I figure if I have to listen to talk about microchip implants and the sign of the beast, others can listen to me wonder just why we’re surprised that Laman and Lemuel didn’t trust Nephi after they witnessed him killing an incapacitated drunk guy.

    There’s plenty of funky doctrine to light up even the most dismal of Gospel Doctrine lessons.

    And when you get called into the Bishop’s office for offending folks in the class, well, just another good opportunity to practice the second principle of the gospel–and get to know your Bishop better! You won’t be bored. You’ll have a better attitude. And Church will be fun. You might even read the lesson before-hand to figure out the most outlandish thing you could possibly add to the lesson!

    Three cheers for GD class!

  6. Gordon Smith on July 29, 2004 at 6:46 pm

    Matt: “The community that we aspire to build, it seems to me, is the community of the saints. Traveling salesmen and missionaries are as much a part of this community as are our next-door neighbors.”

    In my view, we are building more than one community; indeed, we are building several overlapping communities simultaneously: families, wards, stakes, Church. At least those. And while there may be some element of Church-wide community building in the Gospel Doctrine class (the uniform curriculum springs to mind), I don’t view that as the main purpose of the class. Again, if the goal were Church-wide community building, I think we would be well advised to do the videos. Now, General Conference … that’s Church-wide community building.

  7. TimeWeaver on July 29, 2004 at 6:52 pm

    >>>>>
    In any event, I have the sense that Sunday School is the least important of the three Sunday meetings from an institutional standpoint, even if it has the salutary role that I describe above.
    >>>>>

    I don’t know about other people, but if you are going to replace/drop a meeting, please, PLEASE, make it the Elder’s Boreum.

    I will take a toned-down Sunday School any day of the week over any average hour with the Elders. Talk about boring. At least in Sunday School you are talking about doctrine and have the scriptures open to read. Somehow Elder’s Quorum is the haven for falsified doctrine and esoteric meaningless opinions.

  8. John on July 29, 2004 at 7:11 pm

    TimeWeaver, please tell me that you aren’t in my ward. We’ve been trying to make EQ an interesting place despite the odd manuals. I think it is working since have cut down on the number of hall dwellers. Or maybe the bishop occasionally patroling the hall is the real reason for that…

  9. clark on July 29, 2004 at 7:24 pm

    I think a lot of it depends upon the teachers and the style of teachers. Especially the degree that encourage participation. Otherwise it is just one step up above a boring sacrament talk minus the sacrament.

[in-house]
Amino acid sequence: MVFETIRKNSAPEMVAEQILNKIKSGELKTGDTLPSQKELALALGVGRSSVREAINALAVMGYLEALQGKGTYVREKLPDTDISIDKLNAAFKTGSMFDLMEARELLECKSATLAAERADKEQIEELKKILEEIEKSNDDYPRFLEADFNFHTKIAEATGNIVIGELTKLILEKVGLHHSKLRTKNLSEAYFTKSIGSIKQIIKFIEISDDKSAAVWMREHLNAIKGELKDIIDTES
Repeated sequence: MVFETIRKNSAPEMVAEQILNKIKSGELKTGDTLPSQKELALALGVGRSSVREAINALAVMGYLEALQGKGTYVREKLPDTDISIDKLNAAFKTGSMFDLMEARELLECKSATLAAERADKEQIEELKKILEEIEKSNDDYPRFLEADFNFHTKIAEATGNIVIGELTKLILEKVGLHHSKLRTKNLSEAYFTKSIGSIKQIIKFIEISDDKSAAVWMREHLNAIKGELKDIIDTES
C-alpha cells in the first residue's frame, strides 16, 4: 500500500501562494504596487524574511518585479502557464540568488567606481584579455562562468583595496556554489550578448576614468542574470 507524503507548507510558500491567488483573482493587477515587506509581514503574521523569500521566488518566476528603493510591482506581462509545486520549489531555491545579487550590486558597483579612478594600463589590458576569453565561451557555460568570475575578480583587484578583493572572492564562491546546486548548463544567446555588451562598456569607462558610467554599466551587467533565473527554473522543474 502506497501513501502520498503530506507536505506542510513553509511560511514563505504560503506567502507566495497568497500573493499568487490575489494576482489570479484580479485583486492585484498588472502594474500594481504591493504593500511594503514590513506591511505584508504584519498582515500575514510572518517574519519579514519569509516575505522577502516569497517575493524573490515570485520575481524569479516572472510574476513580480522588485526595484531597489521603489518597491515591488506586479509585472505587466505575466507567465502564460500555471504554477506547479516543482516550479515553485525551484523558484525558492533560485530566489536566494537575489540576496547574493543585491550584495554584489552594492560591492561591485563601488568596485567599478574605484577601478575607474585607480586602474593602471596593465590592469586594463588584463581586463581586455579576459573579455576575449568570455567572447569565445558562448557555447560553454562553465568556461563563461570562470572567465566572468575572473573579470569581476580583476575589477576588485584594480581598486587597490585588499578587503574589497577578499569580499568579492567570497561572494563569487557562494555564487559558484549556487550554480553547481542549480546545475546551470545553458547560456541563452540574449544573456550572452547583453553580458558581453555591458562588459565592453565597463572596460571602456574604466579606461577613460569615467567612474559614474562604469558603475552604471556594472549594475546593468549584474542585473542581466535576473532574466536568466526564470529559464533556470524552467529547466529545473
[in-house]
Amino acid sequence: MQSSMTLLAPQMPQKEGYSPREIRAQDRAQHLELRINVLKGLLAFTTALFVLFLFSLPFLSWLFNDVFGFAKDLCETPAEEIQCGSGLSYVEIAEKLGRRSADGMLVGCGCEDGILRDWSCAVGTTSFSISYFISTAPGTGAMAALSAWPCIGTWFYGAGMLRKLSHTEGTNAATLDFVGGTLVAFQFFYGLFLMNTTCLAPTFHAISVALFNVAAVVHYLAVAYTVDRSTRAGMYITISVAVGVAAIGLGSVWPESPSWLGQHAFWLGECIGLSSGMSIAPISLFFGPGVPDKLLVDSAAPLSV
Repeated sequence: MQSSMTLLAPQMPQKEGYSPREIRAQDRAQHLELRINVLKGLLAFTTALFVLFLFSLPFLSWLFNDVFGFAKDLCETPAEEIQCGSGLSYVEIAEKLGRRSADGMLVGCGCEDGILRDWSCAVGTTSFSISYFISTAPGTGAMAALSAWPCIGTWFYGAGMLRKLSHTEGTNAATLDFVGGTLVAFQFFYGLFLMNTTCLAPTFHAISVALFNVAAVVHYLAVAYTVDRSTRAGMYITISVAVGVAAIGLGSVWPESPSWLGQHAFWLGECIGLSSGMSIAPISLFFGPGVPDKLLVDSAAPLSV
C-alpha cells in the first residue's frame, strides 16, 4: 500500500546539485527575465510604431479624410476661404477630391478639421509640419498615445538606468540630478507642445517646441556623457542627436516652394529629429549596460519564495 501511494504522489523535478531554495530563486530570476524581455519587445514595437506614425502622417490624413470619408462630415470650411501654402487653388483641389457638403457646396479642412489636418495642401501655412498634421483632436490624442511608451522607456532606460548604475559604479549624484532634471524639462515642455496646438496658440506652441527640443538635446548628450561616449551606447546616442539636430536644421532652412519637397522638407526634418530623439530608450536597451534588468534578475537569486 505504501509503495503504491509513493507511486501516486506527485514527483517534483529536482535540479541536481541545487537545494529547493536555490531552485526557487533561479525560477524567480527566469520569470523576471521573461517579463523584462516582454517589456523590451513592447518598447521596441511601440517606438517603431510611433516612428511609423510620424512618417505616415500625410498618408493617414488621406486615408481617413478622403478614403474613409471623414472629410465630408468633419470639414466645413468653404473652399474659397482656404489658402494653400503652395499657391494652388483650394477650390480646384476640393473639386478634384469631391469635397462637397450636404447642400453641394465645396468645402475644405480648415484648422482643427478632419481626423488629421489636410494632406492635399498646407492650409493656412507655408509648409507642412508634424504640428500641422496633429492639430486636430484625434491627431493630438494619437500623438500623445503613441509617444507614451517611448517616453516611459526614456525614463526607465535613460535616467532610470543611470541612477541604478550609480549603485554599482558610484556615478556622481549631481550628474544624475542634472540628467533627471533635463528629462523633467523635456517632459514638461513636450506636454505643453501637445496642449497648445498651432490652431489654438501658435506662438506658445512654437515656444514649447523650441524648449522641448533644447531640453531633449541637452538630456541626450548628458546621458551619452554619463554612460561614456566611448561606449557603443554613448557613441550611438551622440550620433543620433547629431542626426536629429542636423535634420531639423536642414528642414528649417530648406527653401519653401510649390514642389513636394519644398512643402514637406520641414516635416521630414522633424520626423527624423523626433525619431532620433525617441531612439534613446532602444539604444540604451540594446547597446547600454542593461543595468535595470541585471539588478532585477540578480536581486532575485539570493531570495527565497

Personally I like EQ lessons because they are more topic driven and more open to discussion than Sunday School which is text driven and filled with what to me are little more than “fill in the blank” questions. I’d personally like to see the church perhaps drop the standard works oriented SS lesson plan. I understand completely why Pres. Benson did that and I think it was *very* necessary. But I think a bit of a change is necessary.

    As I said, I think an Institute like class that is a little more robust than SS would be most welcome. It would avoid the problems with study groups as it would still be under the watchful eye of the Bishop so that “fringe folk” don’t let it run amock.

  10. Jim F. on July 29, 2004 at 7:36 pm

    Rather than switch to “topic-based” classes, such as in priesthood and RS, wouldn’t it be better to help us learn better how to teach the scriptures. My experience is that most LDS don’t have a clue how to teach the scriptures, so they turn classes on them into topic-based classes: “The principle being taught in Alma 32-33 is X.”

    My problem with topic-based classes is that usually they either take up something for which we have no real answers and, so, encourage us to speculate and fight with each other, or they take up something that everyone already knows by heart so that we repeat the same old things. They don’t challenge us to reconsider or rethink our understanding of the Gospel. I think that the scriptures are more likely to do that than is a topic–assuming that we look at the scriptures themselves rather than merely what we think we already know.

  11. clark on July 29, 2004 at 7:45 pm

    Jim, while I understand your concern, it seems to me that it reduces to “most teachers can’t teach.” Ideally the teacher development class helps, and I’ve taught it before. But it seems to be neglected in most wards.

    The reason I find topical classes better is that they tend to focus in more on practical and pragmatic concerns rather then exegesical and theoretical concerns. The concern seems to be “what does this mean” in terms of theoretical knowledge and not “how do I improve my life.”

    Indeed most of my problems with SS relate to the fact that if you actually do regularly read your scriptures you’ll be bored out of your mind. You already have the theoretical knowledge. The topical knowledge tends to take a topic and raise practical questions about implementing it. That’s much harder to do with the way SS is structured. I tried to do it, and even recognizing what I wanted to do, I struggled in making things relevant.

  12. Jim F. on July 29, 2004 at 7:56 pm

    Clark, my experience with the scriptures is radically different than yours. I read them regularly and have not been bored out of my mind doing so since I learned more about reading them. It also seems to me that it is not very difficult for scripture to be relevant.

    But you’re right. My complaint does amount to “most of our teachers can’t teach.” Unfortunately, most of those who teach the teacher development class can’t teach either, so I don’t think the class is often helpful. I’m not sure what to do about that problem.

  13. Clark Goble on July 29, 2004 at 9:00 pm

    I think you misread me. I don’t get bored when *I* read the scriptures. I can always find new things to look at. However the scriptures in *Sunday School*. Now that is a whole other kettle of fish. As I said, while I think I give good lessons, I really have to work hard to make the practical guides to what people should *do*. i.e. to keep them from just focusing in on the text or abstract matters.